A sense of artistry characterises the highly anticipated renovation of Magill Estate restaurant by Pascale Gomes-McNabb, one of the country’s most exciting interior architects.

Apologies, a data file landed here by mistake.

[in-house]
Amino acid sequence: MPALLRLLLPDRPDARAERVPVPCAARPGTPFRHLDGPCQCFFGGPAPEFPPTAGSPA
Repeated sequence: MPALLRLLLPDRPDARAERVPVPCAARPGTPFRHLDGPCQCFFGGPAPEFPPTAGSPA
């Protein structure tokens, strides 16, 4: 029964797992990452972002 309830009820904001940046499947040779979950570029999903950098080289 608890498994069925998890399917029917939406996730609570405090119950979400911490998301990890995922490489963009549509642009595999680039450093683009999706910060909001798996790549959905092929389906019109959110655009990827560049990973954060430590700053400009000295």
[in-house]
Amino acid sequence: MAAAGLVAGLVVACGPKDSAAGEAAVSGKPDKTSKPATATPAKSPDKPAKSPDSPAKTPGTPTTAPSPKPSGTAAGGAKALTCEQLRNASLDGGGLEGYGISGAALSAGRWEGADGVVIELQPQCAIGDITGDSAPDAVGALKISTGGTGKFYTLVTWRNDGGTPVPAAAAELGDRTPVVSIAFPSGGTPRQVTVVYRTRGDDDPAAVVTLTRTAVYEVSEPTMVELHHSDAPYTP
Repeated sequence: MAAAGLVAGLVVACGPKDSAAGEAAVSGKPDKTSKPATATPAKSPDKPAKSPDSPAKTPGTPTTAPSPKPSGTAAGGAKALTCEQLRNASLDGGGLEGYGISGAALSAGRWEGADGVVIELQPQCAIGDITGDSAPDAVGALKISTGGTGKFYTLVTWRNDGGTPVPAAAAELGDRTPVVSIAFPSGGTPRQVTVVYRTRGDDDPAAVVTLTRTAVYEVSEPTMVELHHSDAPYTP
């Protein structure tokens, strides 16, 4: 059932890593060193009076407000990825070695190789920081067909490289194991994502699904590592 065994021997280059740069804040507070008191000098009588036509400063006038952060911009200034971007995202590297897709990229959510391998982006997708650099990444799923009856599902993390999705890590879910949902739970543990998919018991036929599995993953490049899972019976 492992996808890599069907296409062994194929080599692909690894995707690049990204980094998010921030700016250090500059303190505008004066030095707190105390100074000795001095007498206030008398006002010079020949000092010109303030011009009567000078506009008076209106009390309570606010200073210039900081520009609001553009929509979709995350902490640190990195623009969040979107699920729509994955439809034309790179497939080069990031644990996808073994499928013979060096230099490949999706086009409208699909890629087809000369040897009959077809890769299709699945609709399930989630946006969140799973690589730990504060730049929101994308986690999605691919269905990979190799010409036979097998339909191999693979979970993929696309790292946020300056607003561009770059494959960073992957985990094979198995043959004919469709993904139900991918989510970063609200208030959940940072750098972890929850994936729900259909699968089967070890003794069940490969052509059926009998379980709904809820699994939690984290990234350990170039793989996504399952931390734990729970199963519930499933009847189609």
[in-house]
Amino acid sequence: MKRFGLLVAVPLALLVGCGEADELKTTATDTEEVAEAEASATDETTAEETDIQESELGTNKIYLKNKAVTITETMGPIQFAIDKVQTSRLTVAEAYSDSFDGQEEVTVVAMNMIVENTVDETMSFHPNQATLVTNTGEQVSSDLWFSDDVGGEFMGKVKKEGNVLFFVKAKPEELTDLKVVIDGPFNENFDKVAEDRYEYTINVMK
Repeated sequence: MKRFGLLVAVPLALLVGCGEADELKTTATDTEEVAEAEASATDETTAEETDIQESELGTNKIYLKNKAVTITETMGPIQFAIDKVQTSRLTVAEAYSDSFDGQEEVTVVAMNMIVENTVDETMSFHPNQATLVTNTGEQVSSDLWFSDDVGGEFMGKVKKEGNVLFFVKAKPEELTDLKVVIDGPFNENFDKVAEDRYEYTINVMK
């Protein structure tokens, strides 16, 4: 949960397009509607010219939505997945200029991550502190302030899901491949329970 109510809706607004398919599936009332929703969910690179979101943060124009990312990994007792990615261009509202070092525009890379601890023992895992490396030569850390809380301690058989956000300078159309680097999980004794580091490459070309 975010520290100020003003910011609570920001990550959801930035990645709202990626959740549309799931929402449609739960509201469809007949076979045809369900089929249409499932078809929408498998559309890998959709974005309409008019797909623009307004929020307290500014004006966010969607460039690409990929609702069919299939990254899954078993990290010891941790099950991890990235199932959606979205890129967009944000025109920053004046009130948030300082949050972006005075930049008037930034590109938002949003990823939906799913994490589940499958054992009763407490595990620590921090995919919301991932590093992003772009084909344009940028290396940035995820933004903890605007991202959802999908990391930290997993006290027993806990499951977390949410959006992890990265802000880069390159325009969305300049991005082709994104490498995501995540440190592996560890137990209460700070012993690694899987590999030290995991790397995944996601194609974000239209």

A sense of artistry characterises the highly anticipated renovation of Magill Estate restaurant by Pascale Gomes-McNabb, one of the country’s most exciting interior architects. For many of the country’s newest hospitality fit-outs the emphasis is on minimal, pared-back design. The trend is particularly evident in Adelaide where bars and eateries such as Udaberri and Nordburger are making a strong impression. These interiors forego excessive styling and over-the-top embellishment in favour of a robust material palette, precise joinery and an unquestionable attention to detail. The end result may look simple but each design element possesses a complexity that is intentionally unapparent. When Penfolds re-opened their Magill Estate restaurant in late August they too revealed a new fit-out that was breathtaking in its simplicity. The much-anticipated renovation may be minimalist, but the level of craftsmanship and high quality details and finishes is anything but ordinary. Penfolds was smart to call in arguably one of the country’s top designers for the job, Pascale Gomes-McNabb. The contracts team at Schiavello’s South Australian branch was also engaged as construction managers to translate the Melbourne-based interior architect’s vision. This renovation was always going to be a challenge because of the building’s ‘glass box’ typology. What Gomes-McNabb had to work with was essentially an elevated floor, a ceiling and lots of glass walls. The outside would figure prominently in the interior design, but this is not necessarily a bad thing, considering the winery’s picturesque location and impressive views. What was important, according to Steve Lockwood, Schiavello’s State Director, is that “Penfolds found a synergy between their wine, their food and the interior design so that it spoke as one to the market”. Gomes-McNabb was incredibly respectful of the building’s existing architecture and her final design has a light touch. Rationalised insertions and minimal interruptions characterise the new fit-out and bespoke detailing gives Magill Estate restaurant its resounding design expression. The light fittings are delicate handblown glass, the joinery a sumptuous mix of copper, brass, timber and blackened steel and the seating is upholstered in a range of differently textured fabrics. “It is exceedingly eclectic,” says Lockwood. “The risk was that all these unusual shapes, lines and dimensions wouldn’t work together, but they do. They all elegantly dovetail into each other so that it looks like no other offering in Adelaide.” The design’s most apparent point of difference is the kitchen’s segregation from the dining area. Gomes-McNabb has bucked the current fashion for visible kitchens and kept this one well and truly hidden behind glass panelling printed with an aerial view of the vineyard. The ‘theatre’ has been taken out of the design equation so that the emphasis is on a fine dining experience. Placing the food preparation in full view would have created unnecessary visual clutter and changed the intended ambience. The spectacular views already offer so much to look at and Gomes-McNabb’s design must be commended for holding its own, even in harsh daylight. When the sun floods the interior it’s the individual bespoke elements that stand out and as soon as the sun goes down the interior is at its most attractive. The glass light fittings echo the lights of the city and their soft glow adds to the restaurant’s refined ambience. “It’s a different room in the evening,” says Lockwood. “The design comes alive and works so well with the building’s surrounding aspects.” Gomes-McNabb’s uncompromisingly bespoke vision lends the restaurant a sense of artistry that reflects the excellence of Magill Estate’s food and wine. It is a vibrant synergy befitting one of Australia’s finest restaurants. pascalegomesmcnabb.com.au penfolds.com schiavello.com